Parakeets and nail polish – what are the dangers?

It’s been several years since I used nail polish on the regular. My husband has allergies and sensitivities to chemicals, so every time I want to paint my finger or toe nails it’s been a real production. I have to go outside to paint them and stay out long enough to dry, then when I come in I have to wash my feet as soon as the polish is totally dry. Even after that the chemicals would irritate his throat and I would end up having to wear socks around the house and to bed for several days. Since I did it so infrequently I rarely though about the possible implications for parakeets and nail polish exposure.

I’ve been traveling more for work lately and attending conferences wearing sandals this summer brought the issue more to the forefront. I still didn’t really want to paint my finger nails, because Toby can’t stand most nail colors. When my mom visits with anything other than a neutral nail Toby won’t go anywhere near her! But, to look professional and put together I did want to be able to polish my toes more frequently.

I started researching whether there was a chemical-free option for nail polish, and was immediately horrified to learn about what I’d been putting on my toes and into our home’s air space for years. Most nail polish brands that I had been picking up at the grocery store contained chemicals like:

  • DBP (dibutyl phthalate) – a toxic chemicals that has been proven to cause reproductive issues in rats as well as birth defects.
  • Toulene – long term exposure to toluene is linked to several lovely conditions such as anemia, lowered blood cell count, liver and kidney damage.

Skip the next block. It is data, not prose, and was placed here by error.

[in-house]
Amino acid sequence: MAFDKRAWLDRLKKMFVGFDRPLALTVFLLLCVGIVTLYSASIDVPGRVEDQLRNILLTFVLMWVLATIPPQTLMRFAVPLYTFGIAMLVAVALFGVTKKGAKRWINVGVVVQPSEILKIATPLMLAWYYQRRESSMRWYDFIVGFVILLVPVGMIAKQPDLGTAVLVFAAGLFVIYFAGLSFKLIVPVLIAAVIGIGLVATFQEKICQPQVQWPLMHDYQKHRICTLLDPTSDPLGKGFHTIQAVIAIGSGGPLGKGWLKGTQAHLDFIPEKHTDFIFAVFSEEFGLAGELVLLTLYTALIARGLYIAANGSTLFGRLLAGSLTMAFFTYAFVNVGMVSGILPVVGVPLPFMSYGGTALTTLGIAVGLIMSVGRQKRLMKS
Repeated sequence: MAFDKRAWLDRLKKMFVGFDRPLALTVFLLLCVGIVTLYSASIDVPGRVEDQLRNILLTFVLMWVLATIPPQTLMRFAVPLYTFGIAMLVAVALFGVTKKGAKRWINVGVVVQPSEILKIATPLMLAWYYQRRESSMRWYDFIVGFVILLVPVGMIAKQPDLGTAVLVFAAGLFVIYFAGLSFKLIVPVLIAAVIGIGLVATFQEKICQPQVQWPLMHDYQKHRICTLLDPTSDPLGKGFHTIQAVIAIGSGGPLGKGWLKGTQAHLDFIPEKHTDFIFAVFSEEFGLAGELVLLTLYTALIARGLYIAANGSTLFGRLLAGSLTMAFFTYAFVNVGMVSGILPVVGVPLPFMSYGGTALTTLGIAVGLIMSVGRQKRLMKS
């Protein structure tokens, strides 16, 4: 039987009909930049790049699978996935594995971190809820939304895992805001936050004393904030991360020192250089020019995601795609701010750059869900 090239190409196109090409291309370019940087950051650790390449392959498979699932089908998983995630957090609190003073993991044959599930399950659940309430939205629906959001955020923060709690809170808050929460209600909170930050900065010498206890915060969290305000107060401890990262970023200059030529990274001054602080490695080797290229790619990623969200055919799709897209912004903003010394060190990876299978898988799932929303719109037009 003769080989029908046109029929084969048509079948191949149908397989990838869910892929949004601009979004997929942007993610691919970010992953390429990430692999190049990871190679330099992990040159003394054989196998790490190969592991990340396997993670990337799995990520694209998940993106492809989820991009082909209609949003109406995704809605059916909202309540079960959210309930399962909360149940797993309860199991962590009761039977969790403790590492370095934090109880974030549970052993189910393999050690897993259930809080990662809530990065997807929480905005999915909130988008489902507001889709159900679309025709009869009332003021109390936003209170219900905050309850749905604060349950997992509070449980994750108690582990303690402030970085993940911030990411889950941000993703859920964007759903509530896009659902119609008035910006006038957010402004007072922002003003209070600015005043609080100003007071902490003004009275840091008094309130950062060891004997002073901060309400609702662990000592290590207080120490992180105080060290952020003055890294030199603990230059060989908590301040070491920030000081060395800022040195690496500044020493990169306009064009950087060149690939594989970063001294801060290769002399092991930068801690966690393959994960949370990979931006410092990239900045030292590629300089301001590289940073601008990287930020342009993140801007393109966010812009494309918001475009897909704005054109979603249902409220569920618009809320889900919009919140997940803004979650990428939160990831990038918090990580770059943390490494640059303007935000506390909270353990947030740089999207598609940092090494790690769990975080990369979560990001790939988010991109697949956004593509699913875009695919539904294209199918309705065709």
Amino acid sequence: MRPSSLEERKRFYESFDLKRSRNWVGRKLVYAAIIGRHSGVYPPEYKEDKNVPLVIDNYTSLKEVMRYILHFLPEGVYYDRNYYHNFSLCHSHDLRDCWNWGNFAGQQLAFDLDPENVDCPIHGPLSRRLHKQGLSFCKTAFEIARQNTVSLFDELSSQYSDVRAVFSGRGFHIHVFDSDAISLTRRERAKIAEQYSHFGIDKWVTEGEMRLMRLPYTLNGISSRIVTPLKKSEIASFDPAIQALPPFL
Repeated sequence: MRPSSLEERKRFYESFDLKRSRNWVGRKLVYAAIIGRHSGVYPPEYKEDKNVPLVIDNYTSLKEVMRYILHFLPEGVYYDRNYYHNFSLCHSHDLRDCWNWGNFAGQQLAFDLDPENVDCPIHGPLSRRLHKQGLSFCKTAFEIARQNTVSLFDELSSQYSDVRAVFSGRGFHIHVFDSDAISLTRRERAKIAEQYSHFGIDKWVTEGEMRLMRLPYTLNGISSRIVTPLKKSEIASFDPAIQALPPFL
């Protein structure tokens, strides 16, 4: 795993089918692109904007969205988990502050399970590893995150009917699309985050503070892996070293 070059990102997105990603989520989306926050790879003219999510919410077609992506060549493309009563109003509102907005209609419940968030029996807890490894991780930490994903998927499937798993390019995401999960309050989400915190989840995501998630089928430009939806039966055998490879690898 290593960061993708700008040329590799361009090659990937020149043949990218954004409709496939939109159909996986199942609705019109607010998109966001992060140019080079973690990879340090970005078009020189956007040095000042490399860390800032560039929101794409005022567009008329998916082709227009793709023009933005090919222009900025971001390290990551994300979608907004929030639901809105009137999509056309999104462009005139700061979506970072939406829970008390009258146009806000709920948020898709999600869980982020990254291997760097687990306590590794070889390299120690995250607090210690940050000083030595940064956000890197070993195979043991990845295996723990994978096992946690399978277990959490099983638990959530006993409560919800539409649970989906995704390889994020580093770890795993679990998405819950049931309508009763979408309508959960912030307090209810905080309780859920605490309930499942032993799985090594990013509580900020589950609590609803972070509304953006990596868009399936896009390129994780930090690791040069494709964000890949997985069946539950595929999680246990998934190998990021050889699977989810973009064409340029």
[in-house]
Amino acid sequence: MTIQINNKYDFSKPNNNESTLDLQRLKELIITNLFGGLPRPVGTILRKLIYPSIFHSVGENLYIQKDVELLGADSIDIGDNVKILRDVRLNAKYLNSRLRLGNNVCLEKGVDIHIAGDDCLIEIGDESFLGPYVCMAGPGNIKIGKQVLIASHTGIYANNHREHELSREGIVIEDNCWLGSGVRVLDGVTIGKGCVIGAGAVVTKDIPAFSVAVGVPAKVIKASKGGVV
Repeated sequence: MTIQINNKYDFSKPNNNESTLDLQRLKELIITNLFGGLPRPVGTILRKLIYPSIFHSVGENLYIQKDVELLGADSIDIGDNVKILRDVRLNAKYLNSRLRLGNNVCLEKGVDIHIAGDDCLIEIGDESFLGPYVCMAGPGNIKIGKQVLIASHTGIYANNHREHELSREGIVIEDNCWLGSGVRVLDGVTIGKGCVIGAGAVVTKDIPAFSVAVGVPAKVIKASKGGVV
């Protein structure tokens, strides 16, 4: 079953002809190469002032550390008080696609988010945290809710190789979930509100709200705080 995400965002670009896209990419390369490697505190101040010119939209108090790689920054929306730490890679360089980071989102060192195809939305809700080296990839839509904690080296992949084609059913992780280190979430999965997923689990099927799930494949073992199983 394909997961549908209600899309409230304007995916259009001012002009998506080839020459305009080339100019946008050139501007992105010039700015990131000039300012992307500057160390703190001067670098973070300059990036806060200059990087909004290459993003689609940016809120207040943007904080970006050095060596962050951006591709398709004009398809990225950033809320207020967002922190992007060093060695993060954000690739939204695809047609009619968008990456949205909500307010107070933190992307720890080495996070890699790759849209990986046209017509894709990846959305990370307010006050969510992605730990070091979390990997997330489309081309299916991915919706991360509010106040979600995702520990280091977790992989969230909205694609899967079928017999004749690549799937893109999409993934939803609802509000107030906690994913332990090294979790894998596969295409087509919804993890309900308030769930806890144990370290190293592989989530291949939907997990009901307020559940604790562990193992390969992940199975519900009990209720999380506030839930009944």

• Formaldehyde – I feel like just putting that word there should be enough, most of us associate formaldehyde with preserving dead animals and tissues as specimens and I think we can all intuit that using it on humans is a poor idea. It is a known carcinogen as well as a respiratory irritant.

No wonder it was such a problem for my husband, he consistently reacts to formaldehyde when it’s used in clothing manufacturing (also GROSS), so I’ve basically been trying to poison him every time I polished my toes. Additionally, I was pretty devastated that I’d been bringing these products into the house with budgies at all, even if I took precautions to use them outdoors only, if my husband reacted to it for days after application it couldn’t possibly be healthy for them.

Happily, there are options that are far less dangerous than traditional polishes. You want to look for products that are, at a minimum, noted to be “3 free” or “5 free”, this refers to the number of chemicals that are not present in the product.

I began searching on Amazon and found butter LONDON Nail Lacquer, which at just a little bit higher price point than my grocery store polish boasts of being “8 free”. The chemicals additionally excluded are: Formaldehyde Resin, Camphor, Ethyl Tosylamide, Xylene, and TPHP.